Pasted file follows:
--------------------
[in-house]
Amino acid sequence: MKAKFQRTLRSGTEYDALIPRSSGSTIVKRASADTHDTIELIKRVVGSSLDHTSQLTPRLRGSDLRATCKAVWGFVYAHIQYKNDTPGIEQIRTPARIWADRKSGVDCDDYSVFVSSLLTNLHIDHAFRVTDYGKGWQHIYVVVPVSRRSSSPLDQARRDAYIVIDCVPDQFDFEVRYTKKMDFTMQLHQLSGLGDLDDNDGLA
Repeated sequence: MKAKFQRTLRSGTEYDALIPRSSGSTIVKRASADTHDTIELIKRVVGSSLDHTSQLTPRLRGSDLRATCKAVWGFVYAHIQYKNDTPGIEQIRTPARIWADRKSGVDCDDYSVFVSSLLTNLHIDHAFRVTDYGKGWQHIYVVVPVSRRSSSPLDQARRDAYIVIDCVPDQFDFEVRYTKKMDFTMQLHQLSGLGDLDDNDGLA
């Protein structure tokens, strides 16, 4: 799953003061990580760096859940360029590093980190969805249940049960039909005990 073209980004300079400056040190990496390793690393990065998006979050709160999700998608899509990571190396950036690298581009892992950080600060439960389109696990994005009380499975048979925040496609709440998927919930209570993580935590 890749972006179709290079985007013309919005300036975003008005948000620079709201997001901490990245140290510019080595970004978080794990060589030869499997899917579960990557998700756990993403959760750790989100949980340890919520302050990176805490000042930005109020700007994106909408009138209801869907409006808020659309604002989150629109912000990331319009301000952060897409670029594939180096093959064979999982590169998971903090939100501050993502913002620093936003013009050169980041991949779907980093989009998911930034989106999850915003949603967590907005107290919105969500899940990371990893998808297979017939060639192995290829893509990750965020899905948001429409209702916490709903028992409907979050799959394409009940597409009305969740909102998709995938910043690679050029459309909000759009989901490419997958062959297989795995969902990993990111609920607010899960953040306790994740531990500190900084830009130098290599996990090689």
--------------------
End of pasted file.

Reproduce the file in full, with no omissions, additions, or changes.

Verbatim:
[in-house]
Amino acid sequence: MKAKFQRTLRSGTEYDALIPRSSGSTIVKRASADTHDTIELIKRVVGSSLDHTSQLTPRLRGSDLRATCKAVWGFVYAHIQYKNDTPGIEQIRTPARIWADRKSGVDCDDYSVFVSSLLTNLHIDHAFRVTDYGKGWQHIYVVVPVSRRSSSPLDQARRDAYIVIDCVPDQFDFEVRYTKKMDFTMQLHQLSGLGDLDDNDGLA
Repeated sequence: MKAKFQRTLRSGTEYDALIPRSSGSTIVKRASADTHDTIELIKRVVGSSLDHTSQLTPRLRGSDLRATCKAVWGFVYAHIQYKNDTPGIEQIRTPARIWADRKSGVDCDDYSVFVSSLLTNLHIDHAFRVTDYGKGWQHIYVVVPVSRRSSSPLDQARRDAYIVIDCVPDQFDFEVRYTKKMDFTMQLHQLSGLGDLDDNDGLA
């Protein structure tokens, strides 16, 4: 799953003061990580760096859940360029590093980190969805249940049960039909005990 073209980004300079400056040190990496390793690393990065998006979050709160999700998608899509990571190396950036690298581009892992950080600060439960389109696990994005009380499975048979925040496609709440998927919930209570993580935590 890749972006179709290079985007013309919005300036975003008005948000620079709201997001901490990245140290510019080595970004978080794990060589030869499997899917579960990557998700756990993403959760750790989100949980340890919520302050990176805490000042930005109020700007994106909408009138209801869907409006808020659309604002989150629109912000990331319009301000952060897409670029594939180096093959064979999982590169998971903090939100501050993502913002620093936003013009050169980041991949779907980093989009998911930034989106999850915003949603967590907005107290919105969500899940990371990893998808297979017939060639192995290829893509990750965020899905948001429409209702916490709903028992409907979050799959394409009940597409009305969740909102998709995938910043690679050029459309909000759009989901490419997958062959297989795995969902990993990111609920607010899960953040306790994740531990500190900084830009130098290599996990090689």